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Faithlife Corporation

Trinity & Controversy

Notes & Transcripts

I remember a less than flattering incident when I was young. My sister and I wanted to watch different programs on TV. I think she wanted to watch ‘The Patty Duke Show’ and I wanted to watch ‘Lost in Space’. This was before the days of remote controls. So we sat in front of the TV for a whole hour switching stations to-and-fro, arguing over which program to watch. It wasn’t a pretty sight!

Some fights aren’t worth having. Some fights are worth having. The aim of today is to look at two early Christian thinkers who understood God’s self-revelation and who competently defended the truth of the Trinity. And then we’ll apply their insights as we look at two examples of modern day trinitarian controversy.

First, though, we must be clear about what we are defending. For the most important truth in the universe is not a complicated truth. Paul lays out the core facts in 1 Cor 15, ‘that Christ died for our sins according to the Scriptures, that he was buried, that he was raised on the third day according to the Scriptures, and that he appeared to Peter, and then to the Twelve’. The gospel is about the death and resurrection of Jesus. Everything we believe flows from the death and resurrection of Jesus. Everything we do flows from the death and resurrection of Jesus.

There are two sides, two book-ends, to this gospel. At the back-end are the activities of a triune God. The Father sends the Son who willingly dies as an atonement for sin. The Father raises the Son to head a new humanity. Then the Father and the Son send the Spirit into this world. The Spirit is the ‘Sanctifier’, the one who takes the death and resurrection of Jesus and makes this work count in our world. The engine room of the gospel is one God in three persons.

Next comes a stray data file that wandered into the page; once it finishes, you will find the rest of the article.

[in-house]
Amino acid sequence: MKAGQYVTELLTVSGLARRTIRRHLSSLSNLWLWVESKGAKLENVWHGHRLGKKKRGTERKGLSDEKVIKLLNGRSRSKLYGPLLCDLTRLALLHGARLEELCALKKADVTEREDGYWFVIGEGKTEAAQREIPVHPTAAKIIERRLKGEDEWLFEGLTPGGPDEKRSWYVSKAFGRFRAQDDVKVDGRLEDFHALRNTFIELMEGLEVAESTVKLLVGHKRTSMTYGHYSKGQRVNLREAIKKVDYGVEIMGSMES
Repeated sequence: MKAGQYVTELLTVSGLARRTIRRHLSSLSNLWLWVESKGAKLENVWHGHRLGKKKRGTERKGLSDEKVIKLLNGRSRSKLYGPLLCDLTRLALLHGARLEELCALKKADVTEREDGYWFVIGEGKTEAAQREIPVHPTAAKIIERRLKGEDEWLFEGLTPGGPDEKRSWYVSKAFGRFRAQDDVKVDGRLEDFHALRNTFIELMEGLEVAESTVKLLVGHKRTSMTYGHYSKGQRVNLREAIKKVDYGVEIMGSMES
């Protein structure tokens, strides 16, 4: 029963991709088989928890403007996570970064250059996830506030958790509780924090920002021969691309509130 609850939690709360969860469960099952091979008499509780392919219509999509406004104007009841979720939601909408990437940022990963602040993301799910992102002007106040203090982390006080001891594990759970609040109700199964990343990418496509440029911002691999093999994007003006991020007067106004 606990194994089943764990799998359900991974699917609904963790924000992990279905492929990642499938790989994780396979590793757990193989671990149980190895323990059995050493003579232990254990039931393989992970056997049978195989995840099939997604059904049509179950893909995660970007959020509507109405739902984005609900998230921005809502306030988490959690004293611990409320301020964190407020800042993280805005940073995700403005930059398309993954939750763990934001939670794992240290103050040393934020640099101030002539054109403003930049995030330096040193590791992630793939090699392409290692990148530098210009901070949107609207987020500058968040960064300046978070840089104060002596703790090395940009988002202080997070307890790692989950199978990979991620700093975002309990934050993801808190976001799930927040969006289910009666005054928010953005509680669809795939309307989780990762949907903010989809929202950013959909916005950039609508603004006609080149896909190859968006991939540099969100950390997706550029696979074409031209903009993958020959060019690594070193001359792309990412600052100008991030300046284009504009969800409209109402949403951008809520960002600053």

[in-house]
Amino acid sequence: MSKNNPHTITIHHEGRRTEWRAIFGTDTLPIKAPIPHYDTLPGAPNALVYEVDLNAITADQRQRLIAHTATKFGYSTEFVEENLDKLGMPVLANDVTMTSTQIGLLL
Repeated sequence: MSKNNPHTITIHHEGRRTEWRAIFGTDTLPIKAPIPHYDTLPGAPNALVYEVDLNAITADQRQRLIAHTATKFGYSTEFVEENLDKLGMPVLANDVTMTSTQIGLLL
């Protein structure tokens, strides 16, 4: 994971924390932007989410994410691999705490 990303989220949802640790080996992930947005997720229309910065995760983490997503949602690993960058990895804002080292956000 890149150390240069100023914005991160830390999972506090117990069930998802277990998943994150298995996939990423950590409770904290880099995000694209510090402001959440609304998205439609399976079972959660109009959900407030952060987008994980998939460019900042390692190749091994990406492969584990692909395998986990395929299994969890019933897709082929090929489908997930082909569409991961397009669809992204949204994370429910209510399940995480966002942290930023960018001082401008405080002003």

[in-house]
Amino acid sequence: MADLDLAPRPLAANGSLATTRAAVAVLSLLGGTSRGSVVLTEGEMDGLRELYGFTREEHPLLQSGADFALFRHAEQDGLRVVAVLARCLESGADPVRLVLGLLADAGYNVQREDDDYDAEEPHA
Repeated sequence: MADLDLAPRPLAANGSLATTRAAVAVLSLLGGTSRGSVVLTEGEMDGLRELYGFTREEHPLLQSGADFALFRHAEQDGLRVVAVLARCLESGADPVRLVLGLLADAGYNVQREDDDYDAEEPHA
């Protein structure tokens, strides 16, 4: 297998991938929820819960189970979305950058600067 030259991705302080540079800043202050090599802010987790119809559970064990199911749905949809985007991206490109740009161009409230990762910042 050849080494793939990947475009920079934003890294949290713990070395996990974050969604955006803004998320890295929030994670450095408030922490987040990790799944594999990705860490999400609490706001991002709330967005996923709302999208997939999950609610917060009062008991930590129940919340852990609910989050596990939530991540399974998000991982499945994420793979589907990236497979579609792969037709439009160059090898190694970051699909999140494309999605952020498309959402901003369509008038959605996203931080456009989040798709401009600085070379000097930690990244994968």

At the other end, at the front-end of the gospel, is the redemption of creation. The new heavens and the new earth. And caught up in this cosmic sweep are those who put their faith in Jesus. As Paul says in Rom 10:9, ‘Everyone who calls on the name of the Lord will be saved’. Saved from what? Saved from the final destruction of this broken world. Saved from the condemnation of sin and the power of death. Saved for a new, eternal home so beautiful that its beyond description.

On that fateful day on a plain in Shinar, humanity collectively turned its back upon God. ‘Come, let us build ourselves a city, with a tower that reaches for the heavens, so that we may make a name for ourselves and not be scattered over the face of the whole earth’ (Gen 11:4). Not a name for God, but a name for ourselves. A world without God. Now there is conflict. Whose name will ultimately rule the world? The name of men and women? Or the name of the Lord who owns the universe and built it for his glory?

Here is the fodder for a good fight. But it’s not a fight between equals. For as Paul tells us in Colossians, the Lord Jesus has already ‘disarmed the powers and authorities, he has made a public spectacle of them, victoriously defeating them by the cross’ (Col 2:15). In this conflict the stakes are high, but the outcome is assured.

So the bell rings and its time for round one.

Irenaeus lived about 100 years after the crucifixion of Jesus (130–200 AD). He belonged to the generation after the Apostles—the age of early Christianity. Irenaeus is best known for his work ‘Against Heresies’ (180 AD). Don’t you love it? It’s catchy title and bound to win friends.

Irenaeus refers to false teachers this way:

These men falsify the oracles of God, and prove themselves evil interpreters of the good word of revelation. They also overthrow the faith of many, by drawing them away, under a pretence of [superior] knowledge. […] By means of specious and plausible words, they cunningly allure the simple-minded to inquire into their system; but they nevertheless clumsily destroy them (Adv. Haer. 1, Pref. 1).